The time has come. Electric scooter sharing services are returning to the streets of San Francisco — this time with explicit permission from the SF Municipal Transportation Agency. On Monday, we’ll see both Skip and Scoot deploy their respective electric scooters throughout the city.
And if you remember what it was like earlier this year, you’ll likely notice that these scooters look different from the ones that were previously scattered throughout the city. In March, a number of electric scooters from Bird, Lime and Spin appeared in San Francisco essentially overnight. That prompted city officials to act quickly, with the SF City Attorney’s office sending cease-and-desist letters, a new city law going into in June restricting electric scooter companies from operating without a permit and, eventually, the SFMTA creating a permitting process.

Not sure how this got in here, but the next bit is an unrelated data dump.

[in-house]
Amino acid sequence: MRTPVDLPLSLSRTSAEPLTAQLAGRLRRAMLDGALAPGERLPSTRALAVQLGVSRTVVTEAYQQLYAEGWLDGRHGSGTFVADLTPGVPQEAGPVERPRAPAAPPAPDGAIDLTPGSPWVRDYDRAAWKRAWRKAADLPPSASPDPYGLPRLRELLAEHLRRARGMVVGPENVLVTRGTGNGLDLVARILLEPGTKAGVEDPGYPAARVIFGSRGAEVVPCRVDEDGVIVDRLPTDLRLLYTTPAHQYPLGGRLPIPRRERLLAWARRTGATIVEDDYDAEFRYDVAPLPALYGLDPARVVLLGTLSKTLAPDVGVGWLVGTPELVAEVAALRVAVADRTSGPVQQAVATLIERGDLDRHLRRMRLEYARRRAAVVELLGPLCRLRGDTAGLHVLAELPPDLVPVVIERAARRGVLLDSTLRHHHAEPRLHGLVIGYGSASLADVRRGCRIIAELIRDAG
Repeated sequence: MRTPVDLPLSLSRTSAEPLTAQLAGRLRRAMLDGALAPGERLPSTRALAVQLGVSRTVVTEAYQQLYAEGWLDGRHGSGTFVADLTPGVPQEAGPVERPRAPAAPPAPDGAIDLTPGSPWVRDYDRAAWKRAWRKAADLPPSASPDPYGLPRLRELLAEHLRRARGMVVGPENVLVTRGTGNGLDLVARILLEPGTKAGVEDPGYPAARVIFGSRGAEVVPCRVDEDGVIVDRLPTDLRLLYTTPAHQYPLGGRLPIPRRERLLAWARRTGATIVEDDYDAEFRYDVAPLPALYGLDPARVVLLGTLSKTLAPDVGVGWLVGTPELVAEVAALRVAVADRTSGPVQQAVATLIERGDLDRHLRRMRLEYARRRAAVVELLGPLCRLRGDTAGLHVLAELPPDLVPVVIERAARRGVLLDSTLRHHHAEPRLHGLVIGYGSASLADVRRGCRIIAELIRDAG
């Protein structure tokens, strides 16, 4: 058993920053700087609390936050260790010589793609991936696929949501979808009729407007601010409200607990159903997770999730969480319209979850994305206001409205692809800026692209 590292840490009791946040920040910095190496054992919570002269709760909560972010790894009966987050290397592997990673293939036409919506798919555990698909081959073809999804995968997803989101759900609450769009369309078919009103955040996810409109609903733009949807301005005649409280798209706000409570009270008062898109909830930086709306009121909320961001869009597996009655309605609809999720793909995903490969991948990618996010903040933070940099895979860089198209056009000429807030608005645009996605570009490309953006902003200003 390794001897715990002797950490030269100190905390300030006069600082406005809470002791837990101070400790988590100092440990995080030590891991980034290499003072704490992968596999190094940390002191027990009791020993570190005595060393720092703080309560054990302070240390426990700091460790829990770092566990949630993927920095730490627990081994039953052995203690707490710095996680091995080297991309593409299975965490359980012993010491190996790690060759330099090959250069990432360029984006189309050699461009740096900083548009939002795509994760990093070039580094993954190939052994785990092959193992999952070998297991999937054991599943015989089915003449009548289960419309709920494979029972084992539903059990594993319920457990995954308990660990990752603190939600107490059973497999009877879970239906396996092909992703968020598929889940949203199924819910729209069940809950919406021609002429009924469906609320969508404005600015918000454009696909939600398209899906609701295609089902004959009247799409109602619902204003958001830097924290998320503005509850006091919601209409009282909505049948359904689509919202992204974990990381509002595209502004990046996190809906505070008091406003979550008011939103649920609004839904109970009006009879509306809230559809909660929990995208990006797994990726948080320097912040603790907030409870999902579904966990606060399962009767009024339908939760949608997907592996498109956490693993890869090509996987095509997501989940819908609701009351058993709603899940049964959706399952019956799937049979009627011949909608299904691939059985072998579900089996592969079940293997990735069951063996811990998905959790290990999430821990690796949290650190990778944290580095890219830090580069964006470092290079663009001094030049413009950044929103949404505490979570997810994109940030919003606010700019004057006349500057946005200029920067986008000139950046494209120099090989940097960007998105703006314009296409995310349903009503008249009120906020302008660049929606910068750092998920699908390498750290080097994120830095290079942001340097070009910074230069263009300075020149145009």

But the permitting process and the decision that resulted did not sit well with companies like Lime and Lyft, which were not granted permits to operate electric scooter services in San Francisco. Toward the end of this week, Lime made clear its intentions to seek to block the deployment of scooters on Monday. A judge, however, denied Lime’s request for the temporary restraining order. Lyft had also petitioned SF Mayor London Breed, asking her to take a look at the SFMTA’s decision. Despite Lyft and Lime’s efforts, the great electric scooter rollout of 2018 is still happening on Monday.
Ahead of the official launch, TechCrunch chatted with Scoot CEO Michael Keating and Skip CEO Sanjay Dastoor about their respective rollouts of 625 electric scooters.
Given the number of scooters Scoot is allowed to deploy, the company chose a relatively concentrated area in which to deploy them, Keating told me. Another consideration for location deployment came down to the number of hills in the area since “it’s not really a San Francisco hill-climbing machine,” as well as ensuring it’s serving an area that’s traditionally underserved. And that’s how it landed on the Bayview, where Scoot hosted a media event on Friday.